I was looking at the documentation for PartialFunction in this link:

trait PartialFunction[-A, +B] extends (A) ⇒ B

Maybe someone can help clarify the significance of the plus and minus signs in the generic declaration?


"+" and "-" mean covariant and contravariant types respectively. In short, it means that:

PartialFunction[-A1, +B1] <: PartialFunction[-A2, +B2] only if A1 :> A2 and B1 <: B2, where <: is a subtyping relationship.

"-" usually applied for input parameters, "+" for output - in C# they even use respective keywords in and out. There is also some more primitive generic variance support in Java built up on existential types - actually you can do it using _ <: SomeType (covariance) or abstract type members type T <: SomeType in Scala as well.

Without modifiers PartialFunction[A1, B1] would have no direct relationship to a PartialFunction[A2, B2] (in other words, it would be invariant).

P.S. There are also some restrictions applied to such types, like covariant("+") type can't be in contravariant position (you can only return it from a method) and vice-versa. This is done in order to support Liskov Substitution Principle and naturally understandable by "in"/"out" interpretation.

Also, it worth noting that A => B (syntax sugar for Function1) itself is using co-/contra-variance:

 trait Function1 [-T1, +R] extends AnyRef

As those functions can be extended through sub-typing which makes them theoretically partial as well (though it’s not how Scala treats these) - even technically “total” FunctionN in Scala could be extended, redefined, return null and so on.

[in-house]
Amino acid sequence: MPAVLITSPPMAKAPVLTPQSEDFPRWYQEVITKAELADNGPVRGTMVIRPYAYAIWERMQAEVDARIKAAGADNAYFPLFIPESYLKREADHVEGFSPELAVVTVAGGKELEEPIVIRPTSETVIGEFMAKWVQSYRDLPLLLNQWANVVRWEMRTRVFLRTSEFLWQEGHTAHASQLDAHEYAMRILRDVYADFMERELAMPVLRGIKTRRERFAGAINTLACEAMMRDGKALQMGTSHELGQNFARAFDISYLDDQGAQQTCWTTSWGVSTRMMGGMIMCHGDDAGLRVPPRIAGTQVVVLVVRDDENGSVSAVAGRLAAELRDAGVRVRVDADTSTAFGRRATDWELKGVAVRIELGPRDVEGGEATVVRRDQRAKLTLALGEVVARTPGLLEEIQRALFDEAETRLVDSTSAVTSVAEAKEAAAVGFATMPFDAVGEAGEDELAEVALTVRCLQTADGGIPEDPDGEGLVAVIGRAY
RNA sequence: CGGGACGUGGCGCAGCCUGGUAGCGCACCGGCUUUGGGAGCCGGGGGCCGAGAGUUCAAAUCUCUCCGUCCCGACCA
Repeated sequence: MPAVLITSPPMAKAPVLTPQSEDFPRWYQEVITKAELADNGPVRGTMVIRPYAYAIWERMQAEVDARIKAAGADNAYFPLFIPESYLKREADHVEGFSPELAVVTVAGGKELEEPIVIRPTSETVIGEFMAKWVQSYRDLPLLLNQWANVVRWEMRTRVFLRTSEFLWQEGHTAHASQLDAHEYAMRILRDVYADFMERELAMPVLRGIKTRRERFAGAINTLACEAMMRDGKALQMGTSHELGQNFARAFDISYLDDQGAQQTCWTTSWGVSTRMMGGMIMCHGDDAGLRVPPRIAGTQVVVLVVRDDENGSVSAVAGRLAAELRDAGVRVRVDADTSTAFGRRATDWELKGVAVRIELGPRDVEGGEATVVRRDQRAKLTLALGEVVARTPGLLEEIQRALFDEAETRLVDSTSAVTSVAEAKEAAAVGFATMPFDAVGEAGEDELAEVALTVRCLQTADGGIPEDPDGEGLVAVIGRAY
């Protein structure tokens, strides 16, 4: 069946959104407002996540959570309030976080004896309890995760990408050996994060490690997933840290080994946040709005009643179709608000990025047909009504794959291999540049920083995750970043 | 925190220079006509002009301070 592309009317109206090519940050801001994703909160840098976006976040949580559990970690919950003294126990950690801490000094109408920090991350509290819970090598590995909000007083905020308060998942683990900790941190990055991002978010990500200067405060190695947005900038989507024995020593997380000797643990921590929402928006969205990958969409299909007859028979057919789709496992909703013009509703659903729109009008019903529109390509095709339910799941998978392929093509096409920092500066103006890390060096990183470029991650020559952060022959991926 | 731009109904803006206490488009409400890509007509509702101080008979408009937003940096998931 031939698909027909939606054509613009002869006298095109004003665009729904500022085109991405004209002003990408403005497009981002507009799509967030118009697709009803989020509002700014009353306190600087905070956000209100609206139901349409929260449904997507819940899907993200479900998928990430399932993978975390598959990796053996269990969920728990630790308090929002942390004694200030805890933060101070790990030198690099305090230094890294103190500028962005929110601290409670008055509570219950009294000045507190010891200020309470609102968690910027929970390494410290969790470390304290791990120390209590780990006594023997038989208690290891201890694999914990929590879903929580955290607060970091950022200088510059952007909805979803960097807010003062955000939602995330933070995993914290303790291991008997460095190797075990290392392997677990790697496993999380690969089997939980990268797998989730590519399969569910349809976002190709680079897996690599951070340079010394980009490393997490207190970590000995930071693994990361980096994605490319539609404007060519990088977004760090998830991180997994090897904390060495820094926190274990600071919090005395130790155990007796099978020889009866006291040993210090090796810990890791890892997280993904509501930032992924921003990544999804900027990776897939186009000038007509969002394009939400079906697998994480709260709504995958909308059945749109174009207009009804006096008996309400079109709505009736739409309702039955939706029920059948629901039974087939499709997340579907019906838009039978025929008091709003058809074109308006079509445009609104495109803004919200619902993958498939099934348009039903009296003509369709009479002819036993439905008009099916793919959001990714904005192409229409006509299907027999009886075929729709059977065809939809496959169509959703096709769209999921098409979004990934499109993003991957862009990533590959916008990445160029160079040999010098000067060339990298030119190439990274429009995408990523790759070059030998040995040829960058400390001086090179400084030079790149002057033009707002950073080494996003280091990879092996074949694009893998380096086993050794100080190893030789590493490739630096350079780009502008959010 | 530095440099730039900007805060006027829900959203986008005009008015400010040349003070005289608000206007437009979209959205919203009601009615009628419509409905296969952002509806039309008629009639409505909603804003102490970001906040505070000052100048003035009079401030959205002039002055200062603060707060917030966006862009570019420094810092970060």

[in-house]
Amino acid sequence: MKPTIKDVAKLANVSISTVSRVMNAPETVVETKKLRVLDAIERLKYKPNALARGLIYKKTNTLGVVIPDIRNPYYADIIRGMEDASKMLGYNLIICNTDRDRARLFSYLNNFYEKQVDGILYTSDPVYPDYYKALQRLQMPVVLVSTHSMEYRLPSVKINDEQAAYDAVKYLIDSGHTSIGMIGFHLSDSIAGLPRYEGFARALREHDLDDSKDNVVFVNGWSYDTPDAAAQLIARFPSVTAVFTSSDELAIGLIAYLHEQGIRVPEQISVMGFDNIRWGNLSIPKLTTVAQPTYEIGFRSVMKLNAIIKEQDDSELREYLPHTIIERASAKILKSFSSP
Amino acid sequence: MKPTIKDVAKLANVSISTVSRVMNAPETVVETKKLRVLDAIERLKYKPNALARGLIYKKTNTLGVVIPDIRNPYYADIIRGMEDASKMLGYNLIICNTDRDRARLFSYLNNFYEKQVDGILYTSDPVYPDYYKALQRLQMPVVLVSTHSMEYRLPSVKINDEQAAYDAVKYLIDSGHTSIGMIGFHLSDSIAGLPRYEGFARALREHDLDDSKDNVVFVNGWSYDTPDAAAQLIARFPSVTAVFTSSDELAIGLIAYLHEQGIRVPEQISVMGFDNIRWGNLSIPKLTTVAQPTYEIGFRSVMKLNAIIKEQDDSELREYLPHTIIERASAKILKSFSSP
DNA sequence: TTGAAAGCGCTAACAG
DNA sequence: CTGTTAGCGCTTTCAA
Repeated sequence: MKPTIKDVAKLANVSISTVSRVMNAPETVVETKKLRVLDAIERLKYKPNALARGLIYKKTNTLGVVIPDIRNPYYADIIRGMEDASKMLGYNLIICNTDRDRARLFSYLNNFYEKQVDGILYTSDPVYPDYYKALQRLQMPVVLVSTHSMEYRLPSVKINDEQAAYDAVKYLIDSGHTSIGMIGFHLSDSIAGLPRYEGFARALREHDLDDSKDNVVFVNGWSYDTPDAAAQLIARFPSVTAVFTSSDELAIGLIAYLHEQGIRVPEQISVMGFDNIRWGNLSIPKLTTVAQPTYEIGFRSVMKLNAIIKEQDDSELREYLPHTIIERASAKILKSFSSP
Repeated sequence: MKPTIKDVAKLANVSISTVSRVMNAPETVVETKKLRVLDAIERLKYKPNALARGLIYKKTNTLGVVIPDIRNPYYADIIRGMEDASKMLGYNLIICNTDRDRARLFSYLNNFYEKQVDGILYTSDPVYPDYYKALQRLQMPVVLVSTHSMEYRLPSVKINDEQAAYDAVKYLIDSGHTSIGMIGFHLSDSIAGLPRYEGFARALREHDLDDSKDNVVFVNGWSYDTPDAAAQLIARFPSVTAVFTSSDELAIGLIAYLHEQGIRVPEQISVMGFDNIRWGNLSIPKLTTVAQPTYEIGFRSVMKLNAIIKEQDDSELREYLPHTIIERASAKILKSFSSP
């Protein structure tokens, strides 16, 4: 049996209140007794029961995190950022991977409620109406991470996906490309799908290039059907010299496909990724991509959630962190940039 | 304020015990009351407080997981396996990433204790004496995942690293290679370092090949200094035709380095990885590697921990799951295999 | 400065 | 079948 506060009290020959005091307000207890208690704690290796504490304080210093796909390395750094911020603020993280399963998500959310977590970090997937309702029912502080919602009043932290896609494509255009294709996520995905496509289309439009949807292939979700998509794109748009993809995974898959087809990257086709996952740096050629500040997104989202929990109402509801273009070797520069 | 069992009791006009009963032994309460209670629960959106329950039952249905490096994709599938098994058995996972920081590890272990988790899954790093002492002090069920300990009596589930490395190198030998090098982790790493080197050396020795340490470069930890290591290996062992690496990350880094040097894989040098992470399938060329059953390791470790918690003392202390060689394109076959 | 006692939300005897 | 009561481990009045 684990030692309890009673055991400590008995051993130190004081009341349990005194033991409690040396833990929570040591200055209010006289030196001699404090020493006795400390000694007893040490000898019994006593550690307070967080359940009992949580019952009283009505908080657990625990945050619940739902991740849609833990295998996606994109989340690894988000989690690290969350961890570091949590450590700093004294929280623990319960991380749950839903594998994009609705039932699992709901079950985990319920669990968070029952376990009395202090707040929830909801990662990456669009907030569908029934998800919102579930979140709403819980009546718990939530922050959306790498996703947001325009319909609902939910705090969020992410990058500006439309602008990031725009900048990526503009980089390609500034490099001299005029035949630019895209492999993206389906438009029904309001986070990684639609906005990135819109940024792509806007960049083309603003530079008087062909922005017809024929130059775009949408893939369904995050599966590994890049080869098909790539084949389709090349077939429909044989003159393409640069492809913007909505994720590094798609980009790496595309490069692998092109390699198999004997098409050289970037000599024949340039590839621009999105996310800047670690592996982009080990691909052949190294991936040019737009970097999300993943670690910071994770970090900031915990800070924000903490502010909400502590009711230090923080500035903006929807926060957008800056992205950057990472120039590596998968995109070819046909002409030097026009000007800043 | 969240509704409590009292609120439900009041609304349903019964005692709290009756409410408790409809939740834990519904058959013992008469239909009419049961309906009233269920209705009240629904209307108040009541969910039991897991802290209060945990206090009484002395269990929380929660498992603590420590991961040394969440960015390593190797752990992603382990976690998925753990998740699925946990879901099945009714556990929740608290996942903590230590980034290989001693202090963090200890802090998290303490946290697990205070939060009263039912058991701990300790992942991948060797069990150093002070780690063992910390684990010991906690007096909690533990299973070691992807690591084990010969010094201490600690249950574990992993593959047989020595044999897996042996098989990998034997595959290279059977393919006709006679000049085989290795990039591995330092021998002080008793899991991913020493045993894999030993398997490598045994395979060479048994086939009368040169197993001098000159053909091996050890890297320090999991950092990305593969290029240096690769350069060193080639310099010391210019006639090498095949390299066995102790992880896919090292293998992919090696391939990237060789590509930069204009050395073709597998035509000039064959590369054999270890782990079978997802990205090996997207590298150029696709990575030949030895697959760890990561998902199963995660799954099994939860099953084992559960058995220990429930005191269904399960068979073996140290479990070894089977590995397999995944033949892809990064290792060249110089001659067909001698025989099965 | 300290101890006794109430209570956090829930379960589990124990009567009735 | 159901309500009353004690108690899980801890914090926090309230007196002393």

It's covariance and contravariance. https://en.wikipedia.org/wiki/Covariance_and_contravariance_(computer_science)

Basically it says for Generic types how inheritance will work. Easy sample from Scala is - trait Seq[+A] Because of the + , the code

val s: Seq[Person] = Seq[Student]()

will compile because Student extends Person. Without the + it won't work

A bit more complex sample -

class C[-A, +B] {
  def foo(param: A): B = ???

class Person(val name: String)

class Student(name: String, val university: String) extends Person(name)

val sample: C[Student, Person] = new C[Person, Student]

To supplement the other answers, here is a link to the documentation for variances on the scala-lang site:


Your Answer

By clicking “Post Your Answer”, you agree to our terms of service, privacy policy and cookie policy

Not the answer you're looking for? Browse other questions tagged or ask your own question.